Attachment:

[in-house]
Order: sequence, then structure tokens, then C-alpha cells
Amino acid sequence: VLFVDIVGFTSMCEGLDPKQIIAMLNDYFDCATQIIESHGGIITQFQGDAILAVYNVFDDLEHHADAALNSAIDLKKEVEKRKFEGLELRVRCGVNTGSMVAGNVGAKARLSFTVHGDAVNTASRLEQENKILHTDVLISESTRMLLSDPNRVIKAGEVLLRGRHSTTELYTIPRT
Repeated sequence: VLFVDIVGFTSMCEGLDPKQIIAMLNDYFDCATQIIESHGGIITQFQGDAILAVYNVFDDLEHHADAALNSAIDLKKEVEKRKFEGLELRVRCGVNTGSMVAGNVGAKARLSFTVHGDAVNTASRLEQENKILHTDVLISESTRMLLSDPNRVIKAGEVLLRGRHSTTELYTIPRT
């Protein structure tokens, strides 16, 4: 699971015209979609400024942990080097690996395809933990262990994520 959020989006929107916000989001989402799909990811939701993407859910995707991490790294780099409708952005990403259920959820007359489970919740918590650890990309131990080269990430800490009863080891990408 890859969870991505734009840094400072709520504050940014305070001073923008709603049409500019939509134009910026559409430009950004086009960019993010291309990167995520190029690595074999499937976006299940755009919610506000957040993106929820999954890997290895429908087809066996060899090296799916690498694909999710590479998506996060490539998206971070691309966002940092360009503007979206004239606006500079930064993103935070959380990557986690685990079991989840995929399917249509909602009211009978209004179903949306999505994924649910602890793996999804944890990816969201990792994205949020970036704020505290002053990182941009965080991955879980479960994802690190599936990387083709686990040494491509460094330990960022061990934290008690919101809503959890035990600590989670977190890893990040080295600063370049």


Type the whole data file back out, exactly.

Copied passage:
[in-house]
Order: sequence, then structure tokens, then C-alpha cells
Amino acid sequence: VLFVDIVGFTSMCEGLDPKQIIAMLNDYFDCATQIIESHGGIITQFQGDAILAVYNVFDDLEHHADAALNSAIDLKKEVEKRKFEGLELRVRCGVNTGSMVAGNVGAKARLSFTVHGDAVNTASRLEQENKILHTDVLISESTRMLLSDPNRVIKAGEVLLRGRHSTTELYTIPRT
Repeated sequence: VLFVDIVGFTSMCEGLDPKQIIAMLNDYFDCATQIIESHGGIITQFQGDAILAVYNVFDDLEHHADAALNSAIDLKKEVEKRKFEGLELRVRCGVNTGSMVAGNVGAKARLSFTVHGDAVNTASRLEQENKILHTDVLISESTRMLLSDPNRVIKAGEVLLRGRHSTTELYTIPRT
């Protein structure tokens, strides 16, 4: 699971015209979609400024942990080097690996395809933990262990994520 959020989006929107916000989001989402799909990811939701993407859910995707991490790294780099409708952005990403259920959820007359489970919740918590650890990309131990080269990430800490009863080891990408 890859969870991505734009840094400072709520504050940014305070001073923008709603049409500019939509134009910026559409430009950004086009960019993010291309990167995520190029690595074999499937976006299940755009919610506000957040993106929820999954890997290895429908087809066996060899090296799916690498694909999710590479998506996060490539998206971070691309966002940092360009503007979206004239606006500079930064993103935070959380990557986690685990079991989840995929399917249509909602009211009978209004179903949306999505994924649910602890793996999804944890990816969201990792994205949020970036704020505290002053990182941009965080991955879980479960994802690190599936990387083709686990040494491509460094330990960022061990934290008690919101809503959890035990600590989670977190890893990040080295600063370049």